the E string in pic directly above.
Another unprefixed serial bridge from 1991. Front
and side view (solid saddles).
A "re-assembled" bridge from a 1992 Bass.
During the circa 1988 to circa 1992 period, it was common to see re-assembled bridges as in the above pic. This perhaps was partly due to the ability for saddle screws to be extracted and re-inserted from either above or beneath the saddle.
Due to the top-load bridge design, the strings formed an acute angle from their anchor point to the saddles. Consequently, the above bridge appears to have been reassembled by the owner (?) in an apparent attempt to perhaps give the bridge a more symmetrical (to use a term) look. This appears to have been done by swapping the string anchor holes with intonation screw holes, on both the E and A strings. The two respective saddles were then, either replaced upside down with the adjustment screws fed from the other side or, rotated 180 degrees on a horizontal plane.
Similar modifications have been observed where the D and G saddles have been reassembled (as opposed to the E and A); resulting in the E and A strings AND the D and G sweeping out towards the ends of the bridge (as opposed towards the centre of the bridge as in the above example).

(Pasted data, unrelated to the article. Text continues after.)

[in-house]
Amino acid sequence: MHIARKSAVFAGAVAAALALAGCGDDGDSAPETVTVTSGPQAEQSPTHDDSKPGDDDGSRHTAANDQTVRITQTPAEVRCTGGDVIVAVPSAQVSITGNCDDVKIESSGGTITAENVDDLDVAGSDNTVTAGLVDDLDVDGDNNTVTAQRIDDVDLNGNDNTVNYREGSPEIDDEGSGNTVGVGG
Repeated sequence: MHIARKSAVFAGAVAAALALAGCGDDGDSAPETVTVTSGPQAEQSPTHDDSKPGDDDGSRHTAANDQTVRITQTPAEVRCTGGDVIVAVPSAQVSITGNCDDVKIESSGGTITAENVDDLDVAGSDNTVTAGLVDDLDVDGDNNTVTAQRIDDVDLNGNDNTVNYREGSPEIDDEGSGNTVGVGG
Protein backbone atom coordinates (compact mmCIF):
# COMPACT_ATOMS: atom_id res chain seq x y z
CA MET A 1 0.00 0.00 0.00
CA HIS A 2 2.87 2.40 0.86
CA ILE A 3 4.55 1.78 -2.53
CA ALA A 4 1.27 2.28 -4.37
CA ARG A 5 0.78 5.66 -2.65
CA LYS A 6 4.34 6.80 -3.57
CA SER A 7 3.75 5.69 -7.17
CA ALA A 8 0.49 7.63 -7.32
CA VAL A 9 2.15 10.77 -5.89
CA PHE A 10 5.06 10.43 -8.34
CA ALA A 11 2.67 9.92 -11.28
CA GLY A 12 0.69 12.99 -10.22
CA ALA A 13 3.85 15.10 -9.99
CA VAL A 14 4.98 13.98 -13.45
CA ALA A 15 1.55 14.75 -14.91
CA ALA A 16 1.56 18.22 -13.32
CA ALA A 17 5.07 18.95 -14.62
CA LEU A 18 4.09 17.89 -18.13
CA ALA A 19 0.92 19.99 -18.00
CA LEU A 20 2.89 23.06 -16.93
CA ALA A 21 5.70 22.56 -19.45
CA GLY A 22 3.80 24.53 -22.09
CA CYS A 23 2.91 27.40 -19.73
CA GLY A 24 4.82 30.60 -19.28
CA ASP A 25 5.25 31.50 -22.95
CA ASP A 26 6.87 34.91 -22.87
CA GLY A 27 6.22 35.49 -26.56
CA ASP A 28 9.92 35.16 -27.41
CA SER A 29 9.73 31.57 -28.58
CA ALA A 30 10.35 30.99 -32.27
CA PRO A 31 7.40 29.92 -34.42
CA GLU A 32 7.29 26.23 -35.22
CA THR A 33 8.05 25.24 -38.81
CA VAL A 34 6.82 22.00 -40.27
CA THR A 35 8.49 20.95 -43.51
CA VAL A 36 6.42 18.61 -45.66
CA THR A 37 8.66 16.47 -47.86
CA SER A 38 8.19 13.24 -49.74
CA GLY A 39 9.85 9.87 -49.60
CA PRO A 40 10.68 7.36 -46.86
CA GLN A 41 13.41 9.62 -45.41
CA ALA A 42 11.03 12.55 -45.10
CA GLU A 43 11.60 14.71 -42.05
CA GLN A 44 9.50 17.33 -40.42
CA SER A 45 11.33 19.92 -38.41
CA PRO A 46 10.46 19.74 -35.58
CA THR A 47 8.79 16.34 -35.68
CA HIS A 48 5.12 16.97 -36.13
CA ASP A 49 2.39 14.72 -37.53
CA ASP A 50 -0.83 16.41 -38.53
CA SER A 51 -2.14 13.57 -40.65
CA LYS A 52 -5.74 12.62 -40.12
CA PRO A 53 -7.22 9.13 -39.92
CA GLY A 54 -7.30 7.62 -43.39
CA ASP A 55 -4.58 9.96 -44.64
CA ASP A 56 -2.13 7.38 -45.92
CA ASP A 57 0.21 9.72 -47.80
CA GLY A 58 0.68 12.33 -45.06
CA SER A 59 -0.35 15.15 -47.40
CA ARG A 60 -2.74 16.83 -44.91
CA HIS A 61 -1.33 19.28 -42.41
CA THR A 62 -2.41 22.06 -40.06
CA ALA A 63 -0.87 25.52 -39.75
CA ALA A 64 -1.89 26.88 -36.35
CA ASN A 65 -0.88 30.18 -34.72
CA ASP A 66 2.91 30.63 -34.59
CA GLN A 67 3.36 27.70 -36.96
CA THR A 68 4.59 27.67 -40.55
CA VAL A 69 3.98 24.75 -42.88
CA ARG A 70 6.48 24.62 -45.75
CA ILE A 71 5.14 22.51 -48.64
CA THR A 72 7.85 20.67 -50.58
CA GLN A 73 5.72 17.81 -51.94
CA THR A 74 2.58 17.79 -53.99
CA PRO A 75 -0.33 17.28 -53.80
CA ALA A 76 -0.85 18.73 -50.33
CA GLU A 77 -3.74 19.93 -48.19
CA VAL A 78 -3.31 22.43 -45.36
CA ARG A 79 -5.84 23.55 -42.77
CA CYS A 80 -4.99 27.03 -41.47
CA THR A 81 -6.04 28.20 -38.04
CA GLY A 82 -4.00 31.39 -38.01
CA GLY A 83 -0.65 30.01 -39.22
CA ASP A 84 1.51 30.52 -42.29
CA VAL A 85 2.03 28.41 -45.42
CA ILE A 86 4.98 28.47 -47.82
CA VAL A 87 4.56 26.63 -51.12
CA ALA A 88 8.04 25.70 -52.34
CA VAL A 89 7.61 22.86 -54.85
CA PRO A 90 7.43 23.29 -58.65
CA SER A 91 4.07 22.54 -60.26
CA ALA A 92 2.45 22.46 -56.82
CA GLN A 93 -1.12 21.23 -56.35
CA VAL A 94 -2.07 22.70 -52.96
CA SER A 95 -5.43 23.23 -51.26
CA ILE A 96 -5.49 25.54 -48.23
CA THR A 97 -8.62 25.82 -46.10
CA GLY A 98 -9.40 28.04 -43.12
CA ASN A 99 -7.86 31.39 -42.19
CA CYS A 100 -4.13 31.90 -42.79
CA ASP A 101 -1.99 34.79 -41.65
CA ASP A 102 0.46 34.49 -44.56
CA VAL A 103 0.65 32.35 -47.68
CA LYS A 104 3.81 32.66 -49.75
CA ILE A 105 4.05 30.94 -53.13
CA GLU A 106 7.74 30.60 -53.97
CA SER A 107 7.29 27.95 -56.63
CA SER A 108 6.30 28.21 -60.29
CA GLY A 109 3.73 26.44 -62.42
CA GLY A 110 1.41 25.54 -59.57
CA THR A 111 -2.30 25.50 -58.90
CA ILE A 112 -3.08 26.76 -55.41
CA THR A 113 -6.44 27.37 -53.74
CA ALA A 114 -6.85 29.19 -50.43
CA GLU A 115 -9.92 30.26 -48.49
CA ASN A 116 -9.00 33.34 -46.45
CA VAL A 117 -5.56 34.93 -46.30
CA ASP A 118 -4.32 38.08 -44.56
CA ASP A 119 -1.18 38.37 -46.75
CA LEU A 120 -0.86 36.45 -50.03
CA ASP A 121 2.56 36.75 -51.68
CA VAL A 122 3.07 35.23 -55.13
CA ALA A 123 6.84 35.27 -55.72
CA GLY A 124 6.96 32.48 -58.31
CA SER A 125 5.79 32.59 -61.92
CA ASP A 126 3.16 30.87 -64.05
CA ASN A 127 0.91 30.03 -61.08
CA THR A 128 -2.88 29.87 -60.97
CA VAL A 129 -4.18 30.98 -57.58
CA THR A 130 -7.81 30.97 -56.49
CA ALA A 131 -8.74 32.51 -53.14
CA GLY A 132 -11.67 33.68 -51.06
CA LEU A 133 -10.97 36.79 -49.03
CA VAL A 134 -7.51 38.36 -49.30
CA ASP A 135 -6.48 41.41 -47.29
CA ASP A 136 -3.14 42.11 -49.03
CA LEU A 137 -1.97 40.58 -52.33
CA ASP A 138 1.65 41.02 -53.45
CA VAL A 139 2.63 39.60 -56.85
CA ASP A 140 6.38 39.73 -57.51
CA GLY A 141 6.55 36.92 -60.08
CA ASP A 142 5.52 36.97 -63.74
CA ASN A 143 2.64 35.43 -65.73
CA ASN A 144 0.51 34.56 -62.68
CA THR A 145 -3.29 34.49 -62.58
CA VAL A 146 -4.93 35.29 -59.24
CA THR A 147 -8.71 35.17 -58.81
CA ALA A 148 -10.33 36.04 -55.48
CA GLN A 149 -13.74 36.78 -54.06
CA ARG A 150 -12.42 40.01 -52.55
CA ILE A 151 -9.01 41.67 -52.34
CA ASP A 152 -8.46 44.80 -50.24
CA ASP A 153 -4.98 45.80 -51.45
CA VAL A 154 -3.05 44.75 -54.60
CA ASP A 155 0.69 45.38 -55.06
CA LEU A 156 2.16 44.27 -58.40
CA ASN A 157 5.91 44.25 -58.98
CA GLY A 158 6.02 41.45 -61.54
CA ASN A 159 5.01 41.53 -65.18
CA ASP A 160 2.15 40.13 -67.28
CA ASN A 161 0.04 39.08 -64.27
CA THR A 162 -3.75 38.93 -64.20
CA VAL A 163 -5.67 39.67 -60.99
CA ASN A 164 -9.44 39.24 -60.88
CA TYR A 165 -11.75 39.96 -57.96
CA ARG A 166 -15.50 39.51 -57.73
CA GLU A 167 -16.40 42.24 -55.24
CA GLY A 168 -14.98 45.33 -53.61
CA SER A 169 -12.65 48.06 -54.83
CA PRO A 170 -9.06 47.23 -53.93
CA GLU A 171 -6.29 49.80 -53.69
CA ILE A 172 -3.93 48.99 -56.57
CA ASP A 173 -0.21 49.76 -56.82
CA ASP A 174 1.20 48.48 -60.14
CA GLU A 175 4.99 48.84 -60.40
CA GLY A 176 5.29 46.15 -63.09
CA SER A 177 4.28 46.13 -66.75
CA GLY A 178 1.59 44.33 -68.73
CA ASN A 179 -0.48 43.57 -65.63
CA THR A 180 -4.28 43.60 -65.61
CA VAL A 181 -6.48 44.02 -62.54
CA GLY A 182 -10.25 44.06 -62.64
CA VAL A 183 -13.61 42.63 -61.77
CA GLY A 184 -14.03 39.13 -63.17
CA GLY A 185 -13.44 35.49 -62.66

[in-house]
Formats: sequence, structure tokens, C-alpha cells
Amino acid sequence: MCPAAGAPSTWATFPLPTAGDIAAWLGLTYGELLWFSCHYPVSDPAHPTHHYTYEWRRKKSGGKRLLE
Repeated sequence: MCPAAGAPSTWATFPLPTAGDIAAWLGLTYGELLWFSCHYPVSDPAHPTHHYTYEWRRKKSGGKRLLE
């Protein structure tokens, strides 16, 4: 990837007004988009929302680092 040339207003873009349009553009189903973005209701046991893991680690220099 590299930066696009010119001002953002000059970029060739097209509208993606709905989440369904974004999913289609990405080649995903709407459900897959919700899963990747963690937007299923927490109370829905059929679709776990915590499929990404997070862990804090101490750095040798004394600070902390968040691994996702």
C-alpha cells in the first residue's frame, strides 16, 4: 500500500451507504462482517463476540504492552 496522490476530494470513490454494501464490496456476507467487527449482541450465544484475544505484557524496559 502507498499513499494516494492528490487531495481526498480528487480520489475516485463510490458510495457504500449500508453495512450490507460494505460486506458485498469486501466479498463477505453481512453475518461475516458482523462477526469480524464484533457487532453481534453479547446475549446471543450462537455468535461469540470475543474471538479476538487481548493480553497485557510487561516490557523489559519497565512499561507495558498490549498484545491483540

Strings and intonation screws in wrong feed-through holes.
An unprefixed serial bridge from a 4 Feb 1988 Bass.
Serial 26030. ("mario 1").
This bridge appears to be yet another attempt to overcome the acute string angle from the bridge tail to the saddles. Non-standard saddles (Fender?) have been fitted to allow the strings to be shifted to the left. However, this modification would have resulted in the strings not being correctly centred over the pickup pole pieces!
Circa 1992 to circa 1994 ("Flea" Bridge)
Same as for Circa 2nd half of 1988 (or early 1989) to circa 1992 but:
1) Although the saddles remain solid, the string grooves are now offset to the left of centre (similar to the SR5 Bass at that time which never had grooves centred on the saddles). The result is that the strings move to the left of the mute thumb screws. Accordingly, the acute string from the bridge tail to the saddles ceases to exist.
2) Saddle grooves cease to be uniform and are cut for string gauge.
"This bridge arrangement was originally designed specifically for "Flea", for the purpose of ensuring straight string pull across the bridge saddle, rather than the "bend" that is present on the earlier models. Also the groove in the saddles is sized for each individual string, and is deeper, to make sure the string could not be pulled out with his aggressive style of playing." (Per EB).
Both pics from a 1994 Bass.